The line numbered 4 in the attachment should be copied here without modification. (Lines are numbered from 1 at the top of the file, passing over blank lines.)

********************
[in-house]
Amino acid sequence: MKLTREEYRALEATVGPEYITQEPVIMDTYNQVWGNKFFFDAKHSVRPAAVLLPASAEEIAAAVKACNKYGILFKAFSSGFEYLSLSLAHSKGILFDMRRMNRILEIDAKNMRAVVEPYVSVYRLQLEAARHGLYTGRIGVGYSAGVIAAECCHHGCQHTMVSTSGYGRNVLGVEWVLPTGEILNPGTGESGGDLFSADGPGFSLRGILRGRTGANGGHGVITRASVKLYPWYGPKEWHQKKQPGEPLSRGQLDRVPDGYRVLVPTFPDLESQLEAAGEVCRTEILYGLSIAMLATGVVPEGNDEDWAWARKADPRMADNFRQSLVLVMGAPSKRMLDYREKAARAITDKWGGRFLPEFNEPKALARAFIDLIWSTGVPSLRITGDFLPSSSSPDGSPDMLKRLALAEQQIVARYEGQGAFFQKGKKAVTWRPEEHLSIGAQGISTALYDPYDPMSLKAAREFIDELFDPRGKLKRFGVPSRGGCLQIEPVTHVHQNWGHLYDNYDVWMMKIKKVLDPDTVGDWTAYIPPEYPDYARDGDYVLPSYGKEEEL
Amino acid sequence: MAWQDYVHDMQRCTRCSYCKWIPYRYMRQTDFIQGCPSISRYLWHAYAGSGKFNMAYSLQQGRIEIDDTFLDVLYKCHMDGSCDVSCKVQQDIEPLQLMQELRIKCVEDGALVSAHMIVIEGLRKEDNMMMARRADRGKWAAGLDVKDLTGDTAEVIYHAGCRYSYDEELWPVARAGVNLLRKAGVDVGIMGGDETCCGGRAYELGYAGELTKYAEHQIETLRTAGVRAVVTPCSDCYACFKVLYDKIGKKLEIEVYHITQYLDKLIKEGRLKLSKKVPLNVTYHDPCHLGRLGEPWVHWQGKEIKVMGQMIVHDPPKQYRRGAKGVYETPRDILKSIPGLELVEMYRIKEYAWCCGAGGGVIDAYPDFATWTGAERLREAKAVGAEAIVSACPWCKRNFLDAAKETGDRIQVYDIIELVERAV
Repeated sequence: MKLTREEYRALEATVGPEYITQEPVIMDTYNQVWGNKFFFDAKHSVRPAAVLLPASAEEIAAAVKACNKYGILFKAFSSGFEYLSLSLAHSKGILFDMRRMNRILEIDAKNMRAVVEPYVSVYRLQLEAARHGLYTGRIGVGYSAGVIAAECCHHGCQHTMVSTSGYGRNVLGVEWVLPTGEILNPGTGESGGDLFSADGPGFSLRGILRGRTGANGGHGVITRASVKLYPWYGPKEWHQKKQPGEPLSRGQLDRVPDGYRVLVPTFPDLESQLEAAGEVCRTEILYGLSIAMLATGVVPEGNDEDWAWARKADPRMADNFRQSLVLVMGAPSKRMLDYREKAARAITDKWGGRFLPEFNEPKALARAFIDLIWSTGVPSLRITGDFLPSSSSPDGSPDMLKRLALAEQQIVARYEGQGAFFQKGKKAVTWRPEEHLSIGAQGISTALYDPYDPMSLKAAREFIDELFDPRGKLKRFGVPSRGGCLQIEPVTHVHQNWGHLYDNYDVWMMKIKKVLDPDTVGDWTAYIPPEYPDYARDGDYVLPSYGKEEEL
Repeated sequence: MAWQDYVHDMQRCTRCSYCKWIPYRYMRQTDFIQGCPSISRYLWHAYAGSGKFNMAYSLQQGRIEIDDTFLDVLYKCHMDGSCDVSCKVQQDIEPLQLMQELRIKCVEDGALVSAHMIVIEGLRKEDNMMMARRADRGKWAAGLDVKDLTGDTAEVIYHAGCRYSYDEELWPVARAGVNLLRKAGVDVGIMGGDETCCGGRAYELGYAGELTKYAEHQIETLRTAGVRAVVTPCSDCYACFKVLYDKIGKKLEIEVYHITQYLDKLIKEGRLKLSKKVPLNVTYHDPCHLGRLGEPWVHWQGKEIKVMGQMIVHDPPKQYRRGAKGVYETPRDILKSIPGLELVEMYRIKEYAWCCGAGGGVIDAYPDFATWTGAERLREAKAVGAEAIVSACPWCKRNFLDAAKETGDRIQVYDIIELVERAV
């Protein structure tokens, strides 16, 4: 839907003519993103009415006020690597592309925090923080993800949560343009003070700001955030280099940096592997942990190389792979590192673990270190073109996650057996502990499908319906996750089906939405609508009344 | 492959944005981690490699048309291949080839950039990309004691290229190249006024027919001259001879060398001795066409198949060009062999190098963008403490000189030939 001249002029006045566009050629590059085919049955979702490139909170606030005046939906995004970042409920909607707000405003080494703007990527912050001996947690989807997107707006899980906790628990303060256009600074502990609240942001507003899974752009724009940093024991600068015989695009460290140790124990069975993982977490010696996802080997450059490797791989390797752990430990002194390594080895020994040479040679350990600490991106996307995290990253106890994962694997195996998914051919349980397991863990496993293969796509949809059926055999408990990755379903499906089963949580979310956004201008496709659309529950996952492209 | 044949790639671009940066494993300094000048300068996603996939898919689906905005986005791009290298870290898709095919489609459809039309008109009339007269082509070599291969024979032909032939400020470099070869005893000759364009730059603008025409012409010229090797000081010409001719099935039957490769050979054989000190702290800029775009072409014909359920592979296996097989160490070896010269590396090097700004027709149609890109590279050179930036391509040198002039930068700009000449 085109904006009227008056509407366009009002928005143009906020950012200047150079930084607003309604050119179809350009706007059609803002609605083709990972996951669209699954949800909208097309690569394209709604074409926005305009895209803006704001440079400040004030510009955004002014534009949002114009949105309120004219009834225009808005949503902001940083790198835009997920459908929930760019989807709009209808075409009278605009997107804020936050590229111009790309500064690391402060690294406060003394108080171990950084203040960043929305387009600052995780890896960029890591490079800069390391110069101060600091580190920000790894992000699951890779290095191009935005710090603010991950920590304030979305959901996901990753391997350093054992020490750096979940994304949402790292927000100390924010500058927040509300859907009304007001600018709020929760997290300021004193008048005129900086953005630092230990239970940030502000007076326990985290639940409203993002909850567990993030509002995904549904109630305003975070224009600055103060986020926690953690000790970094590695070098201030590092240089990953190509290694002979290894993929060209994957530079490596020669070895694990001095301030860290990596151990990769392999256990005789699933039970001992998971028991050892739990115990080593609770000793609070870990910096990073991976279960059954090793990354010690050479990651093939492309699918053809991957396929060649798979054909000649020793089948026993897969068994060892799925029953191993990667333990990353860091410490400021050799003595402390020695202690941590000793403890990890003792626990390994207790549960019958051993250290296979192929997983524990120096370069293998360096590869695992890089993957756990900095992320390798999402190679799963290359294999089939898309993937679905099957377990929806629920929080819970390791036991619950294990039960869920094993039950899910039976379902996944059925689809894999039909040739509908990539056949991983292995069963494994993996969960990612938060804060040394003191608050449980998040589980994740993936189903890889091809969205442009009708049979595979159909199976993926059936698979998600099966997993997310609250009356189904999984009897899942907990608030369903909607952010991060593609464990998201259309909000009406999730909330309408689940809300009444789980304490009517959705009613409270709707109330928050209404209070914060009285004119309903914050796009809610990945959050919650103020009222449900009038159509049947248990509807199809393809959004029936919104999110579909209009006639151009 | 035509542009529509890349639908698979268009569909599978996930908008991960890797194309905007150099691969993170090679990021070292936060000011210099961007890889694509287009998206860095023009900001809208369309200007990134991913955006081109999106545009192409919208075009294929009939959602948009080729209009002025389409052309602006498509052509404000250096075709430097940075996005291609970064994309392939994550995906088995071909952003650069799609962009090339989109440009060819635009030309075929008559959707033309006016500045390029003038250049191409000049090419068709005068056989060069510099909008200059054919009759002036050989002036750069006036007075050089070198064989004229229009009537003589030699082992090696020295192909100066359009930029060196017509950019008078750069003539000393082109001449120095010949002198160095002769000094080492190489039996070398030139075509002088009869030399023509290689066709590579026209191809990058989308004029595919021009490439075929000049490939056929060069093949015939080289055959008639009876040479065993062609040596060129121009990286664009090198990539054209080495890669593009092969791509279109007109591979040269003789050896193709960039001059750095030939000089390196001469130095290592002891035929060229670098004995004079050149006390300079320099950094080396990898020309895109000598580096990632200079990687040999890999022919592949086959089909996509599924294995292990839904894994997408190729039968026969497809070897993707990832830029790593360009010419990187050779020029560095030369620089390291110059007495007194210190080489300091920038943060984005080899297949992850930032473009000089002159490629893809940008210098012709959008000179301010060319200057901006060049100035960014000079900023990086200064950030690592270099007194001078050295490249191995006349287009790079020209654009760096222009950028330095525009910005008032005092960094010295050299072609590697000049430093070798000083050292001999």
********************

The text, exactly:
Repeated sequence: MKLTREEYRALEATVGPEYITQEPVIMDTYNQVWGNKFFFDAKHSVRPAAVLLPASAEEIAAAVKACNKYGILFKAFSSGFEYLSLSLAHSKGILFDMRRMNRILEIDAKNMRAVVEPYVSVYRLQLEAARHGLYTGRIGVGYSAGVIAAECCHHGCQHTMVSTSGYGRNVLGVEWVLPTGEILNPGTGESGGDLFSADGPGFSLRGILRGRTGANGGHGVITRASVKLYPWYGPKEWHQKKQPGEPLSRGQLDRVPDGYRVLVPTFPDLESQLEAAGEVCRTEILYGLSIAMLATGVVPEGNDEDWAWARKADPRMADNFRQSLVLVMGAPSKRMLDYREKAARAITDKWGGRFLPEFNEPKALARAFIDLIWSTGVPSLRITGDFLPSSSSPDGSPDMLKRLALAEQQIVARYEGQGAFFQKGKKAVTWRPEEHLSIGAQGISTALYDPYDPMSLKAAREFIDELFDPRGKLKRFGVPSRGGCLQIEPVTHVHQNWGHLYDNYDVWMMKIKKVLDPDTVGDWTAYIPPEYPDYARDGDYVLPSYGKEEEL